Leaf-peepers, commuters and other motorists who use the Adirondack Northway will undoubtedly be gladdened by Gov. Andrew Cuomo’s new “Drivers First” policy regarding weekend construction on the Twin Bridges (and of highway construction projects in general). That should be especially true around noon today, when work will cease and all of the highway’s six lanes will reopen, ensuring a smoother trip back from the North Country than has been possible in recent weeks, when the six-lane highway was constricted to but two until 5 a.m. each Monday.
It was reported, after the policy change announcement came Thursday, that Cuomo and several top state officials had experienced one of the mammoth weekend bridge tie-ups firsthand on their way back to the Capital Region from a trip to the Adirondacks — the implication being that the governor’s personal experience had led to the policy change.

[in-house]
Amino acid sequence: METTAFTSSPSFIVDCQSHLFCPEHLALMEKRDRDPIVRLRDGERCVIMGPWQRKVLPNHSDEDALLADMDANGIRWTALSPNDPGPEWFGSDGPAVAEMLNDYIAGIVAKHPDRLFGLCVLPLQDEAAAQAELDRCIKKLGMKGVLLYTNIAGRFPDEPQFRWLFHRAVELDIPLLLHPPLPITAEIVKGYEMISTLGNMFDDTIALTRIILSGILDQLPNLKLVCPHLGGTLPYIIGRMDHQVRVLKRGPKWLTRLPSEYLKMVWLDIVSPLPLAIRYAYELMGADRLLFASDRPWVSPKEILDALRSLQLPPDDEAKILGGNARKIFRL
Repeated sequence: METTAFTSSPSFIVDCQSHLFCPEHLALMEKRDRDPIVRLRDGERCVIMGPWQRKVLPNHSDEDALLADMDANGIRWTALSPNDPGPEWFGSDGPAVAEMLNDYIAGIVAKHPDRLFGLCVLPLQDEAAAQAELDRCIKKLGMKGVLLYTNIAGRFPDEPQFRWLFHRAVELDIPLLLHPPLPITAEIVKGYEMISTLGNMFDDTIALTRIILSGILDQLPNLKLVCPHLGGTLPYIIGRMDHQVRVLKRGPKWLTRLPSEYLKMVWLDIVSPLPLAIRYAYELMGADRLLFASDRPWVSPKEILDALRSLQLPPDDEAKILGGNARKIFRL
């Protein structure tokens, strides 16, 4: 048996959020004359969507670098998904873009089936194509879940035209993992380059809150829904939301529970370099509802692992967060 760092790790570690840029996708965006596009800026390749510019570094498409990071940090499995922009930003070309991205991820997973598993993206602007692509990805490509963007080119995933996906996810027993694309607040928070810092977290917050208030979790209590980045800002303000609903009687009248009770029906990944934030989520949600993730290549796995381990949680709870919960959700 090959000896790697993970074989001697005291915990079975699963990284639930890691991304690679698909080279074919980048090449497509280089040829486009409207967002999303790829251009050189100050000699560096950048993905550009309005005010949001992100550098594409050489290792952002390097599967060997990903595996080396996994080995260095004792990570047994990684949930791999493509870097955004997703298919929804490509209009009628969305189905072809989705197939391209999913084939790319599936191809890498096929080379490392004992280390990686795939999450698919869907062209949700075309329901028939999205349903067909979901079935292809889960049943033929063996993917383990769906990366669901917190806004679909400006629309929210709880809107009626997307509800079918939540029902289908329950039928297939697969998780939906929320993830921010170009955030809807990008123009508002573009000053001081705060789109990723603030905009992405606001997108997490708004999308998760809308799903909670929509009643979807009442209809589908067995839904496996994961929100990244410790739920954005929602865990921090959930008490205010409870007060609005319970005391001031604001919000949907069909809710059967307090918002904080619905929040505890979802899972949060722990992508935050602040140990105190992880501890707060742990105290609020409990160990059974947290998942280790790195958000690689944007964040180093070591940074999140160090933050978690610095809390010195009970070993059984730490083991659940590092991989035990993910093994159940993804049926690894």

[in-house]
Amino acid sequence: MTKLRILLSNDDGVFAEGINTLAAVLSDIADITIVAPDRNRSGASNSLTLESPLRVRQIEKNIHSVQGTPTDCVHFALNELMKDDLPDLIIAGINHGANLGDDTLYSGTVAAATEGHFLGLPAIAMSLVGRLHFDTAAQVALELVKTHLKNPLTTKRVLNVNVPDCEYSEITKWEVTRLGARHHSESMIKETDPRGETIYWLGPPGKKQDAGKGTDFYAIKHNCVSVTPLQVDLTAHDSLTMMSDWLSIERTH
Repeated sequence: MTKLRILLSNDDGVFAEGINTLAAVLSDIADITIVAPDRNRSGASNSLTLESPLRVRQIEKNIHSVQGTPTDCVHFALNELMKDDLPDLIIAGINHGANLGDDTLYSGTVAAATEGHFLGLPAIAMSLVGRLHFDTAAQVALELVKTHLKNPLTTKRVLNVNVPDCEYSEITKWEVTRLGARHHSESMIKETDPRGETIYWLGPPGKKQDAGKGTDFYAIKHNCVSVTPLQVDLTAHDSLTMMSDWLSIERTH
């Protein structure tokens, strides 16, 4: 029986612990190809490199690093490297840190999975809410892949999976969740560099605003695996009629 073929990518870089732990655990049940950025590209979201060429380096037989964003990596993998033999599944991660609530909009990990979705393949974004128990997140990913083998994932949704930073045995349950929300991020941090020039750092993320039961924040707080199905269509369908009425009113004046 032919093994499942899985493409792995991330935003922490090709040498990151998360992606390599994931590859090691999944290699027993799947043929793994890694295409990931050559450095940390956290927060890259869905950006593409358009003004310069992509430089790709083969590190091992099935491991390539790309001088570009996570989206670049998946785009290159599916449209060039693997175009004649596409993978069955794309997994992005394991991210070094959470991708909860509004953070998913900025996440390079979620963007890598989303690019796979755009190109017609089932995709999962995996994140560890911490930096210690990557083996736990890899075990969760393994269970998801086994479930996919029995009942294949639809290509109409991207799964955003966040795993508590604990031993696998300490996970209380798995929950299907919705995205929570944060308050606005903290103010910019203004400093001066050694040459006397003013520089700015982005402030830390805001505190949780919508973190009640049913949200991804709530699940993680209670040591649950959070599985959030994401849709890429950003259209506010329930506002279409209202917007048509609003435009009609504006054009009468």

A Cuomo spokesman reportedly denied it — claiming the change was in the works prior to the trip — but so what if that’s how it came to pass? Cuomo would have little to apologize for.
The notion that it’s a conflict of interest for a political leader to fix a problem that affects him directly is a bit silly — at least when the problem affects thousands of constituents as well. Elected officials are people, too, and it’s good for them to get out and about once in awhile to see the effect of their policies — and to tweak or change those policies as needed.
Politicians who allow themselves to become so insulated from reality that they lose touch with how people live are useless. While this tends to happen more at the national level — with presidents, who are obviously quite busy and can’t move about freely due to security issues — than at the state or local level, it does happen here in varying degrees. And it helps explain how utterly clueless some government policies can be.